The Alberta Fish and Game Association, initially a hard sell on the culls program, eventually supported it and is now outraged about its end, even before it was publicly announced. Among the AFGA Resolutions and Recommendations that are to be considered by the delegates to the organization’s annual conference in Edmonton later this month and released six weeks ago, is an Executive resolution asking that the Alberta government restore the culls.
In an Edmonton Journal story, AFGA president, Maurice Nadeau, is quoted as saying “The last thing we need is to have this disease spread all over the province and have people treating our deer like vermin . . . no more welcome here than Norway rats.”
Alberta’s program assessment, like those in other jurisdictions, will likely conclude that culls don’t work and are merely hush puppies tossed to a public worried about our wild ungulate herds being wiped out, the possibility of the disease jumping to cattle, and then humans.
So, what do we do that is likely to end the scourge of CWD?
The ultimate answer is the same today for Calgarian Darrel Rowledge as it was 20 years ago when he first started battling government privatization of public wildlife in general and legalization of game ranching in particular. Prairie province governments forged ahead with those initiatives, totally ignoring the warnings of respected scientists of the very disease problems that now overwhelm us. Only Manitoba has had the sense and the guts to ban game ranching.
Darrel Rowledge called the other day and was more upbeat than I can ever recall. He said he is seeing signs in government — particularly federal — people that they finally recognize the enormity of the problem they have caused and what must be done to stop the spread of CWD and ultimately end it.
Rowledge has prepared a superb report for the Alberta Professional Outfitters Society collecting all the science and all the material on how CWD came to us and the magnitude of its threat to us and our wildlife. Rowledge has also produced a summary book of about 250 pages titled NO ACCIDENT . . . Public Policy and Chronic Wasting Disease in Canada, the first key recommendation of which calls for: “An immediate moratorium on the movement of all potentially infected tissue living or dead. The ban must apply to all animals, carcasses, tissues, products (including velvet and urine) and all potentially infected equipment.” (Me: in other words — read my lips — end game ranching). Further, “a leadership role (must) be assumed by the Government of Canada to work with the provinces to undertake immediate comprehensive assessment and review.”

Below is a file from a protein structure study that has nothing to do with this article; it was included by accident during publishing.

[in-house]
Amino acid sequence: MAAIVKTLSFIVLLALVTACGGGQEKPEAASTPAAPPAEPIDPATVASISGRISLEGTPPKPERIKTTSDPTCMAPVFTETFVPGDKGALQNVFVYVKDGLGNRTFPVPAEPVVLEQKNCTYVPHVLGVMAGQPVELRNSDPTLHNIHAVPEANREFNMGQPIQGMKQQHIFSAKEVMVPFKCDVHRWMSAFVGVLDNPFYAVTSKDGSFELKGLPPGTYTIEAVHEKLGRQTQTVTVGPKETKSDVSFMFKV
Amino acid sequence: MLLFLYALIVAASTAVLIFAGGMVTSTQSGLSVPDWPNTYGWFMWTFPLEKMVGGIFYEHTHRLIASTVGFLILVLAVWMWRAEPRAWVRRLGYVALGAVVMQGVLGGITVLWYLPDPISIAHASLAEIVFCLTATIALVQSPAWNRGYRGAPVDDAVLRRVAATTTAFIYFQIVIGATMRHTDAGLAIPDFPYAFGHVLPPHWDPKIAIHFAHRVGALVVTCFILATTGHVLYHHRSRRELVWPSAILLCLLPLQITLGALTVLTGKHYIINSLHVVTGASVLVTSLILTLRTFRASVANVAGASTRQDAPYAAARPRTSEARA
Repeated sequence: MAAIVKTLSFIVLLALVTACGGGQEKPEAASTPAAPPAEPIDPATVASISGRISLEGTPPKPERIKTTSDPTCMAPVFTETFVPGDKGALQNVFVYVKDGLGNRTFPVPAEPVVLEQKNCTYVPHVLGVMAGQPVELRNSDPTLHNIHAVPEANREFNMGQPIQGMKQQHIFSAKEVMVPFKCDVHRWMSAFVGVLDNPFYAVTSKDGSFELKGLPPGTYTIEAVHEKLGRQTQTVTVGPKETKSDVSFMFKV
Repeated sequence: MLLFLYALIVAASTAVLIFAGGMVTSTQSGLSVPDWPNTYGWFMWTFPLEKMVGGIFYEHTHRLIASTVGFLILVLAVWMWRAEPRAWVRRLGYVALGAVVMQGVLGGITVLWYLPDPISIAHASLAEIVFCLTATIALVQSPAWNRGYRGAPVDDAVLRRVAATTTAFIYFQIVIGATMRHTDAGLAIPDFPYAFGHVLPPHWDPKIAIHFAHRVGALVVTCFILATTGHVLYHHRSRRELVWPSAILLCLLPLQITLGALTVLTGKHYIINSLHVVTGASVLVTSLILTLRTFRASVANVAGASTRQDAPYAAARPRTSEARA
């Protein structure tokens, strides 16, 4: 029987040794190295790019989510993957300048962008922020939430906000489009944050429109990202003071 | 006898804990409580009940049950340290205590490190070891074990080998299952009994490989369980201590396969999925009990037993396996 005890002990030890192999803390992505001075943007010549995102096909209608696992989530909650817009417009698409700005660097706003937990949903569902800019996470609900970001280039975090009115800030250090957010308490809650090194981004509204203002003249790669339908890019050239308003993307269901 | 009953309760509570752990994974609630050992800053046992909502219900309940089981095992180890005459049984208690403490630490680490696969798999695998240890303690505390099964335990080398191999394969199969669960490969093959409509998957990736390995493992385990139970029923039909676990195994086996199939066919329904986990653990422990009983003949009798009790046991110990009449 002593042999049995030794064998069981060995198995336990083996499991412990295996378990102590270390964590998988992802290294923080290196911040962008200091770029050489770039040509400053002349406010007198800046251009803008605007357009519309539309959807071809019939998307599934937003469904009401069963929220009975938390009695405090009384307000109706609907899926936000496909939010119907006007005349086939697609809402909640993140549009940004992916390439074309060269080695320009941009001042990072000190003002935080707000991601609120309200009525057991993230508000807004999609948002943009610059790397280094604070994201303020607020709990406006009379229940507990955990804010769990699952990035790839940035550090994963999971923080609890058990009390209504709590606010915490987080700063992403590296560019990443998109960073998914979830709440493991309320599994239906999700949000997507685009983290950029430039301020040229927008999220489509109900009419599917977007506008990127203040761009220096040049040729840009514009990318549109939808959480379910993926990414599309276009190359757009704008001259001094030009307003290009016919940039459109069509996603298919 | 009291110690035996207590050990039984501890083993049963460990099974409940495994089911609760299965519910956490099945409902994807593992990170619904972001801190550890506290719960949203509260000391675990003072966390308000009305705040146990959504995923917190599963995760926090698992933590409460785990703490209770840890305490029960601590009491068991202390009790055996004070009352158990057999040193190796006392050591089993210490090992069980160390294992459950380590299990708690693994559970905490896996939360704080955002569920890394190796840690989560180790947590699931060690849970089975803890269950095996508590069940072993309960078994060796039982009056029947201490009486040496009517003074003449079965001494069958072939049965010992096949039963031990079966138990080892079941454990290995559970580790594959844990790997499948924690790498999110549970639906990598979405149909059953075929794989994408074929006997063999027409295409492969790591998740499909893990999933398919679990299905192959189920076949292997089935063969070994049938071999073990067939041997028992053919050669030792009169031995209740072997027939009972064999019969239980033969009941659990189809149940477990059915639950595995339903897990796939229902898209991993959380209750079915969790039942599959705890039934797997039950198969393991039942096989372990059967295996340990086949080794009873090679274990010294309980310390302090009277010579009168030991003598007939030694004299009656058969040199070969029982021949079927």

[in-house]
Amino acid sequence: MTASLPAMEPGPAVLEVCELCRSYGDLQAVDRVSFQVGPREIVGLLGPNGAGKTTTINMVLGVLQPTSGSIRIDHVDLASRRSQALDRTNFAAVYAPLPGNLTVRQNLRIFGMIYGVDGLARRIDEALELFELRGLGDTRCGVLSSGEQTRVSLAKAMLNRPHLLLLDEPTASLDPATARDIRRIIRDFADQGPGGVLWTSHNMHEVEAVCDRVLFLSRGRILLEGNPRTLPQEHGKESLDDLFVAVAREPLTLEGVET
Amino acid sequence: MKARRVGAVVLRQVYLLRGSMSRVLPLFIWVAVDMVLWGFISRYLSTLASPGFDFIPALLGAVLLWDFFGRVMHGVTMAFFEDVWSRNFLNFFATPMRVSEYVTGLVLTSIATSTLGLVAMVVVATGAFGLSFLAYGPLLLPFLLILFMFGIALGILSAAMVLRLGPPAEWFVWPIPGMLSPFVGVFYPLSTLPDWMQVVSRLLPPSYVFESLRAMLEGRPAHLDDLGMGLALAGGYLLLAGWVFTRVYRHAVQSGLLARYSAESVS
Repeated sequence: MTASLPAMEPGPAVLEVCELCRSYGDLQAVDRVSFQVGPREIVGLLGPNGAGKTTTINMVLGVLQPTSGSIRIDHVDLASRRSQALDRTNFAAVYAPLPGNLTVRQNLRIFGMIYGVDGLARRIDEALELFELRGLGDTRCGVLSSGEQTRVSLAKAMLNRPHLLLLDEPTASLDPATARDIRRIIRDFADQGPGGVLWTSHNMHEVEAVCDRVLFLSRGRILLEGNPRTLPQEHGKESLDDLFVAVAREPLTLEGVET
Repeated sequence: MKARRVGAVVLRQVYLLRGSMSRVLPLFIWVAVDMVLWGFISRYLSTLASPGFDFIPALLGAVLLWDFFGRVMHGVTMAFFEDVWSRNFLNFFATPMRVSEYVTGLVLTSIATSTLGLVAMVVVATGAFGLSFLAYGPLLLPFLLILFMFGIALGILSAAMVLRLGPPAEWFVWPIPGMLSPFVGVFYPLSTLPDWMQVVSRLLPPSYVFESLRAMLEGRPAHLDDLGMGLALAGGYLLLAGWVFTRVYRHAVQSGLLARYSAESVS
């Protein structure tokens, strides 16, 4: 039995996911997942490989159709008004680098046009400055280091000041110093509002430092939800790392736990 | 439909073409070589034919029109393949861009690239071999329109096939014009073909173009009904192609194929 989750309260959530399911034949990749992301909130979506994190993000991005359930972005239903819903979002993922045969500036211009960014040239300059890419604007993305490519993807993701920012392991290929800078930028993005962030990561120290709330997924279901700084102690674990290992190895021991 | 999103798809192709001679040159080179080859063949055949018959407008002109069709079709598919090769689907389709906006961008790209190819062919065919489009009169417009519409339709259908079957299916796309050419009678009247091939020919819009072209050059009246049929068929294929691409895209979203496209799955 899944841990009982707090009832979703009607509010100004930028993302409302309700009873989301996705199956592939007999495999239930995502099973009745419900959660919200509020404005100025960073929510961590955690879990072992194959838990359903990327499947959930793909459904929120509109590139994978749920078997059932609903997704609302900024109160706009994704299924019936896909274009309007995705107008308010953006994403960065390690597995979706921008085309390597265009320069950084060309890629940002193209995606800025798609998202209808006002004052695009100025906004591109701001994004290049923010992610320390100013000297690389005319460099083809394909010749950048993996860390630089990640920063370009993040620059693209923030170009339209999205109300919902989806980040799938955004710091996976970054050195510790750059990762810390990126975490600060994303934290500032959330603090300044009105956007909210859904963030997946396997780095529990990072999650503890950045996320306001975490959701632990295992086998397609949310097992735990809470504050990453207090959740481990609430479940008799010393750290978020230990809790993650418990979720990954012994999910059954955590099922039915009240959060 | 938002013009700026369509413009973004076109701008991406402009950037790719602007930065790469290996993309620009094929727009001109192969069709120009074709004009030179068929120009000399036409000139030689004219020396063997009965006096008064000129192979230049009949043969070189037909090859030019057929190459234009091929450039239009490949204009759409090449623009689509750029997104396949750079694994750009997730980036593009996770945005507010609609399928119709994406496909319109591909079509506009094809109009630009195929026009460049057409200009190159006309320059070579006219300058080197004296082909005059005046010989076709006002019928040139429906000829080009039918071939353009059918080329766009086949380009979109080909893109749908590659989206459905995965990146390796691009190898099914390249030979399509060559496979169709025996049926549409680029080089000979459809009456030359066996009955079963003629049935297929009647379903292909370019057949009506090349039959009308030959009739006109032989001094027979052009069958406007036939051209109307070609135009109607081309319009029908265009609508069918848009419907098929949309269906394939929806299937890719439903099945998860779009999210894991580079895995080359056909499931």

Now there’s an excellent resolution for the first AFGA conference of its second century, instead of one calling for the continuation of the cervid holocaust, game ranching being perhaps a greater wildlife threat than any the organization had to battle in its first century.
Back in 1996, following confirmation of CWD on a game farm in Saskatchewan, Dr. Elizabeth S. Williams was asked what we should do if the disease spilled over into public wildlife: “You’ll have to be aggressive,” she said, “remove all sources . . . and all potential movement. Cut wider and deeper than you ever think necessary. The deer will come back; but you’ll get one chance. If CWD gets established, you’ll have it for a very long time.”
Forgive my aggression and cynicism, but I just have to muse that nothing would get the Feds moving quite like the discovery of just one CWD-infected deer in Ontario.
Bob Scammell is an award-winning outdoors writer living in Red Deer.
(Bob Scammell is a Red Deer lawyer and an award-winning outdoors freelance writer. He can be reached by e-mail at firstname.lastname@example.org )
Friday, February 20, 2009
Both Sides of the Fence: A Strategic Review of Chronic Wasting Disease
Saturday, September 06, 2008
Chronic wasting disease in a Wisconsin white-tailed deer farm 79% INFECTION RATE
Contents: September 1 2008, Volume 20, Issue 5
snip...see full text ;
Wednesday, January 07, 2009
CWD to tighten taxidermy rules Hunters need to understand regulations
Monday, January 05, 2009CWD, GAME FARMS, BAITING, AND POLITICS